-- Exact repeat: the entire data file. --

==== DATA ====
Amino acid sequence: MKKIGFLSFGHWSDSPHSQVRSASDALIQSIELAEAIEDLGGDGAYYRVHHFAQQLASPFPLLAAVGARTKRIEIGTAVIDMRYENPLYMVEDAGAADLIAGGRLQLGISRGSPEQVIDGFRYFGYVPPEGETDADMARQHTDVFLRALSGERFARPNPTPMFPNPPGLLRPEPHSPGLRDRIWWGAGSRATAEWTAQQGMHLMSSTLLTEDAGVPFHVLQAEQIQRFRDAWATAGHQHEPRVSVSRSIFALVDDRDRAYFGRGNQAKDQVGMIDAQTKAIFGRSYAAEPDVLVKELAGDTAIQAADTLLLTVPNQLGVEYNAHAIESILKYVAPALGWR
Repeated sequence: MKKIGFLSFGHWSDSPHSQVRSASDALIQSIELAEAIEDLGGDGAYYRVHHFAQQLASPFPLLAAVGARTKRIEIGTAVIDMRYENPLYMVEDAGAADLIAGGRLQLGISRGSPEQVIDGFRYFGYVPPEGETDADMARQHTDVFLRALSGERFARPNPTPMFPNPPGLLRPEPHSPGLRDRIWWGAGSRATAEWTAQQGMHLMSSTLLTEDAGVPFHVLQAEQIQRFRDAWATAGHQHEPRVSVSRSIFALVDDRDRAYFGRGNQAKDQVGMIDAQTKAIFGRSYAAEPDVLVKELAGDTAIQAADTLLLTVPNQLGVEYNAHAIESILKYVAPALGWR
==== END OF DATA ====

Amino acid sequence: MKKIGFLSFGHWSDSPHSQVRSASDALIQSIELAEAIEDLGGDGAYYRVHHFAQQLASPFPLLAAVGARTKRIEIGTAVIDMRYENPLYMVEDAGAADLIAGGRLQLGISRGSPEQVIDGFRYFGYVPPEGETDADMARQHTDVFLRALSGERFARPNPTPMFPNPPGLLRPEPHSPGLRDRIWWGAGSRATAEWTAQQGMHLMSSTLLTEDAGVPFHVLQAEQIQRFRDAWATAGHQHEPRVSVSRSIFALVDDRDRAYFGRGNQAKDQVGMIDAQTKAIFGRSYAAEPDVLVKELAGDTAIQAADTLLLTVPNQLGVEYNAHAIESILKYVAPALGWR
Repeated sequence: MKKIGFLSFGHWSDSPHSQVRSASDALIQSIELAEAIEDLGGDGAYYRVHHFAQQLASPFPLLAAVGARTKRIEIGTAVIDMRYENPLYMVEDAGAADLIAGGRLQLGISRGSPEQVIDGFRYFGYVPPEGETDADMARQHTDVFLRALSGERFARPNPTPMFPNPPGLLRPEPHSPGLRDRIWWGAGSRATAEWTAQQGMHLMSSTLLTEDAGVPFHVLQAEQIQRFRDAWATAGHQHEPRVSVSRSIFALVDDRDRAYFGRGNQAKDQVGMIDAQTKAIFGRSYAAEPDVLVKELAGDTAIQAADTLLLTVPNQLGVEYNAHAIESILKYVAPALGWR